Taking into consideration the dramatically different ways individuals earn income and accumulate wealth is essential in understanding the nature of income and wealth inequality – and the potential problems it may pose, finds a new essay by the Fraser Institute, an independent, non-partisan Canadian public policy think-tank. “When measuring inequality, you can’t simply compare countries such as Canada, where typically businesses and entrepreneurs only prosper by benefiting society to countries where cronyism and government-granted privileges are widespread and rig the system for elites,” says Jason Clemens, executive vice-president of Fraser Institute and co-author of ‘How Income and Wealth are ‘Earned’ Matters in Understanding Inequality.’ The essay spotlights several countries and the different ways people earn income and accumulate wealth. One way is to provide goods or services at prices consumers will pay, which benefits the entrepreneur and, more importantly, society at large. In other words, entrepreneurs are successful in these countries by satisfying demand in the population. Contrast that situation, which is often the case in Canada, with other countries where people can amass great wealth while producing negative consequences for society. For example, in Mexico, ‘cronyism’ and special privileges granted by government to individuals and businesses reduce competition and create monopolies. Consequently, some Mexican companies are able to charge higher prices for goods and services (telecommunications, for example) than consumers would see in a competitive market.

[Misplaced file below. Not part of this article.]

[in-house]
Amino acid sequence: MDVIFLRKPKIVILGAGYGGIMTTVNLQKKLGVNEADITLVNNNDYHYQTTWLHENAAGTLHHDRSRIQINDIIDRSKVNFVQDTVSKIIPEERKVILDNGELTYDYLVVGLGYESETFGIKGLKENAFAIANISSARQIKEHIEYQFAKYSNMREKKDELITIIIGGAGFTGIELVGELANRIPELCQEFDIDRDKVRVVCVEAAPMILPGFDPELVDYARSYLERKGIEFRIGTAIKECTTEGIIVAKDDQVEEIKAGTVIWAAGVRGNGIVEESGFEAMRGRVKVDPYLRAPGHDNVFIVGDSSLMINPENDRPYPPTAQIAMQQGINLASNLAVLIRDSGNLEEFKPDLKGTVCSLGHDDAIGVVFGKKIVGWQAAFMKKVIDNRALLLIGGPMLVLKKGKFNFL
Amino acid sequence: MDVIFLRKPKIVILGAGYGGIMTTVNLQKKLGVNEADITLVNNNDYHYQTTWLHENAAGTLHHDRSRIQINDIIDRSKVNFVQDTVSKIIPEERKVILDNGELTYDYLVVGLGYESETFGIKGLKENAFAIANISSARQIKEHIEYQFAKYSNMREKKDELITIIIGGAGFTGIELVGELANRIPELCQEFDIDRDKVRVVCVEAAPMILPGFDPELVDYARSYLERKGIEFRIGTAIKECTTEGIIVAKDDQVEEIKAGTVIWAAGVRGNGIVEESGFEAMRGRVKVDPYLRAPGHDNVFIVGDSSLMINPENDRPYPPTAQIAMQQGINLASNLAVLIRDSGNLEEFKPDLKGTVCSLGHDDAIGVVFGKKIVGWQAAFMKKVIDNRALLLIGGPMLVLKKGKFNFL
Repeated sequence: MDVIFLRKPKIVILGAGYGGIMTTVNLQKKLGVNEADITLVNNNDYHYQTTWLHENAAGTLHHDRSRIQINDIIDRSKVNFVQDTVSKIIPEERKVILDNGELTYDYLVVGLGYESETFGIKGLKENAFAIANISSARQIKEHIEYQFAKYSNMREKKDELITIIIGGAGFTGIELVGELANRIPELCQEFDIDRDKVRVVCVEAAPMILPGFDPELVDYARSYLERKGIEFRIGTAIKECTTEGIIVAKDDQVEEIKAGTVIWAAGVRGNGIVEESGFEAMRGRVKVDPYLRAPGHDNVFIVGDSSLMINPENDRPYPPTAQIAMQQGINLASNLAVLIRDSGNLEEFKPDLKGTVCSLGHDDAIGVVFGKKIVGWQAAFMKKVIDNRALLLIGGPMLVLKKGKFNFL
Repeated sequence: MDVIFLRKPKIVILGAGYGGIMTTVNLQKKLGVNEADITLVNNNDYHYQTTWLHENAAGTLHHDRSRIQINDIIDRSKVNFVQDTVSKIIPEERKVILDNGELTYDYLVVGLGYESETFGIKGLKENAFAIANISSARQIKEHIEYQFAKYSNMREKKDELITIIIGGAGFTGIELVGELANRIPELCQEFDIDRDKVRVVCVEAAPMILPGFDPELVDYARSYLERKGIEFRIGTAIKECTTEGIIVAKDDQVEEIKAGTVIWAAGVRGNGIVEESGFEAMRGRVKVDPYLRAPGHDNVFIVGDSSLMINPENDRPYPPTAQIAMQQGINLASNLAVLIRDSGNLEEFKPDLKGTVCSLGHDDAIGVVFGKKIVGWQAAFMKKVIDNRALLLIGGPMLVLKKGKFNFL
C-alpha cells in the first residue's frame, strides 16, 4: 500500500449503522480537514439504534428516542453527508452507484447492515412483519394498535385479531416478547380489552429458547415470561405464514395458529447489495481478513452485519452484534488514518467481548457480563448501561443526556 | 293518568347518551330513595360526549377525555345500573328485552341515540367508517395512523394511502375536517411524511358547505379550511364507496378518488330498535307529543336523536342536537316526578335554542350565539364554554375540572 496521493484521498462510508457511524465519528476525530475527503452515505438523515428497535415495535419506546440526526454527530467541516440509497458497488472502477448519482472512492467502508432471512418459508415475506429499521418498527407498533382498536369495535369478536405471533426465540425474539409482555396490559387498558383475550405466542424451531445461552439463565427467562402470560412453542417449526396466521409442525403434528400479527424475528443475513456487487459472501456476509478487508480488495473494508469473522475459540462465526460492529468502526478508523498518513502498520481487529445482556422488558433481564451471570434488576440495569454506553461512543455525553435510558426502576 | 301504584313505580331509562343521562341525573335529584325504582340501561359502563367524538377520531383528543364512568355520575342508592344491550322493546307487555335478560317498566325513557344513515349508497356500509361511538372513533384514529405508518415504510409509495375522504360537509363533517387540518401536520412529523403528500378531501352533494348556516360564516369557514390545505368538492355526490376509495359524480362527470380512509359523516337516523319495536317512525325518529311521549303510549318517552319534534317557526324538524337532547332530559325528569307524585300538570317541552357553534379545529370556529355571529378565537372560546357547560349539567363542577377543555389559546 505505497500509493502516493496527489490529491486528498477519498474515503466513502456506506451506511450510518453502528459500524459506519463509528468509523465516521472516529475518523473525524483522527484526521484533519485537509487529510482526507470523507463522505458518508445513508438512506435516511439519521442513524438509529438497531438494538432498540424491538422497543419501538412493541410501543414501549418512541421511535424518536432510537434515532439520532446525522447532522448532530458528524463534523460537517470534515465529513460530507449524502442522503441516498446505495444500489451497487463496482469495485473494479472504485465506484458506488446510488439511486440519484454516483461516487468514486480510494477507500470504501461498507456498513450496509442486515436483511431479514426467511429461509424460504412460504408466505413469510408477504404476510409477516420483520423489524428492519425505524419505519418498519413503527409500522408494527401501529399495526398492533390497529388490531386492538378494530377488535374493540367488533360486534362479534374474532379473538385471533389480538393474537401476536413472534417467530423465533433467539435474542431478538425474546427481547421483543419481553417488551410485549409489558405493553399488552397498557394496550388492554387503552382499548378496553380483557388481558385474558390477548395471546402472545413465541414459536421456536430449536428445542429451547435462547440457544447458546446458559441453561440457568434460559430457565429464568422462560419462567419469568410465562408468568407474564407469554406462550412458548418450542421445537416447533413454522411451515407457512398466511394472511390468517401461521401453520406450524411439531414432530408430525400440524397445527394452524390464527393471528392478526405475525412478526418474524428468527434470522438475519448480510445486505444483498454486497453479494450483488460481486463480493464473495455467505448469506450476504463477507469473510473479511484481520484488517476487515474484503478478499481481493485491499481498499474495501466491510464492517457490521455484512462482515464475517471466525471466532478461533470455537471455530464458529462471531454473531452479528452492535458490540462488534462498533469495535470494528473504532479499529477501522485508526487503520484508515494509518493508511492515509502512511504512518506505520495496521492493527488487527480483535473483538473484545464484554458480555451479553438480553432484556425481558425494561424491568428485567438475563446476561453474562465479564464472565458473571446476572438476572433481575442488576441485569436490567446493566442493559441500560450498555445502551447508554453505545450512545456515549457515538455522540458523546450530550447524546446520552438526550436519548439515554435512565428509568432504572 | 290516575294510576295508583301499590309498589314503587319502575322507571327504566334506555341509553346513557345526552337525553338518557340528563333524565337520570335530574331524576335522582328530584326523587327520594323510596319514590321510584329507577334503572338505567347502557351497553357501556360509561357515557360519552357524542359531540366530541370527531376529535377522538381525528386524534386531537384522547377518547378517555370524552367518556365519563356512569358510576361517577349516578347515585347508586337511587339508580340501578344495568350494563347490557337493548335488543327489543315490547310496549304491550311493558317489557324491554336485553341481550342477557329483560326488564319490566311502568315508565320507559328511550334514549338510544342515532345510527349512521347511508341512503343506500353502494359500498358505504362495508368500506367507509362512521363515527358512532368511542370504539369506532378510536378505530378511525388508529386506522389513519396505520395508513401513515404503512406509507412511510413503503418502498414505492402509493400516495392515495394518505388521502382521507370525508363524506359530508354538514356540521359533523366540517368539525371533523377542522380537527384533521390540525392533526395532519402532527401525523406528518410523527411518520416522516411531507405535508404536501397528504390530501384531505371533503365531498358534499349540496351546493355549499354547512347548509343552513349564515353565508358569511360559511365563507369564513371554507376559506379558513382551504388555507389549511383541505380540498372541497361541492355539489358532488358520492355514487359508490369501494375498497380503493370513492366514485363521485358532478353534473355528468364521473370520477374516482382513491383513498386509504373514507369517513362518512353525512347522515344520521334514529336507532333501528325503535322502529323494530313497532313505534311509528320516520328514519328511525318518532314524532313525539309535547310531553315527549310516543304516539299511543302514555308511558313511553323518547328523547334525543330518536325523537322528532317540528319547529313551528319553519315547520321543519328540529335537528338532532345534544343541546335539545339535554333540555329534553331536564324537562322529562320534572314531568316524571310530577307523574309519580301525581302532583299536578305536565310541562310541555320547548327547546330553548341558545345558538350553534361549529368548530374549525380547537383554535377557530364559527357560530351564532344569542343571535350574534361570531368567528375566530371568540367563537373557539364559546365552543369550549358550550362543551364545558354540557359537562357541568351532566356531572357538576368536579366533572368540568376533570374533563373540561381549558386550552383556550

245 Fairview Mall Drive, Suite 501, Toronto, ON M2J 4T1